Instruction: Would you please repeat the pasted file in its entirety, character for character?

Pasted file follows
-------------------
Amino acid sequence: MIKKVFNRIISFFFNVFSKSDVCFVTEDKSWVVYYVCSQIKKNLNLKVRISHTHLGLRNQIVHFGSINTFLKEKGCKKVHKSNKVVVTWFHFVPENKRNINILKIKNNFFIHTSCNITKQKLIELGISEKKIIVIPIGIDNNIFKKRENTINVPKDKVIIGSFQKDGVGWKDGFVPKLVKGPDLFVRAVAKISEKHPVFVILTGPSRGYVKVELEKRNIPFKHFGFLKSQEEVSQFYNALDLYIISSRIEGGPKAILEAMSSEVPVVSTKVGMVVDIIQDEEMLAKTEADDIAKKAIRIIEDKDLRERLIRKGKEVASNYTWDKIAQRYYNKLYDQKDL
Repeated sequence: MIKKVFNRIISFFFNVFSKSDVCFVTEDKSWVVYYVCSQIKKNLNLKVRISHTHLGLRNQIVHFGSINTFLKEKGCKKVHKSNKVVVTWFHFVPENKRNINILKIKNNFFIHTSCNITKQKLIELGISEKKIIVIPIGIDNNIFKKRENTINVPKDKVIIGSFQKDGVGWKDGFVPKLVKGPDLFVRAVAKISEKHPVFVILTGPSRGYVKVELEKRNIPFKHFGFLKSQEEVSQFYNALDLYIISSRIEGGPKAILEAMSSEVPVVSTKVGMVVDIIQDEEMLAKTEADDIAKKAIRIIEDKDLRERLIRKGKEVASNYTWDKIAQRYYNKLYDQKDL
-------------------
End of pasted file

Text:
Amino acid sequence: MIKKVFNRIISFFFNVFSKSDVCFVTEDKSWVVYYVCSQIKKNLNLKVRISHTHLGLRNQIVHFGSINTFLKEKGCKKVHKSNKVVVTWFHFVPENKRNINILKIKNNFFIHTSCNITKQKLIELGISEKKIIVIPIGIDNNIFKKRENTINVPKDKVIIGSFQKDGVGWKDGFVPKLVKGPDLFVRAVAKISEKHPVFVILTGPSRGYVKVELEKRNIPFKHFGFLKSQEEVSQFYNALDLYIISSRIEGGPKAILEAMSSEVPVVSTKVGMVVDIIQDEEMLAKTEADDIAKKAIRIIEDKDLRERLIRKGKEVASNYTWDKIAQRYYNKLYDQKDL
Repeated sequence: MIKKVFNRIISFFFNVFSKSDVCFVTEDKSWVVYYVCSQIKKNLNLKVRISHTHLGLRNQIVHFGSINTFLKEKGCKKVHKSNKVVVTWFHFVPENKRNINILKIKNNFFIHTSCNITKQKLIELGISEKKIIVIPIGIDNNIFKKRENTINVPKDKVIIGSFQKDGVGWKDGFVPKLVKGPDLFVRAVAKISEKHPVFVILTGPSRGYVKVELEKRNIPFKHFGFLKSQEEVSQFYNALDLYIISSRIEGGPKAILEAMSSEVPVVSTKVGMVVDIIQDEEMLAKTEADDIAKKAIRIIEDKDLRERLIRKGKEVASNYTWDKIAQRYYNKLYDQKDL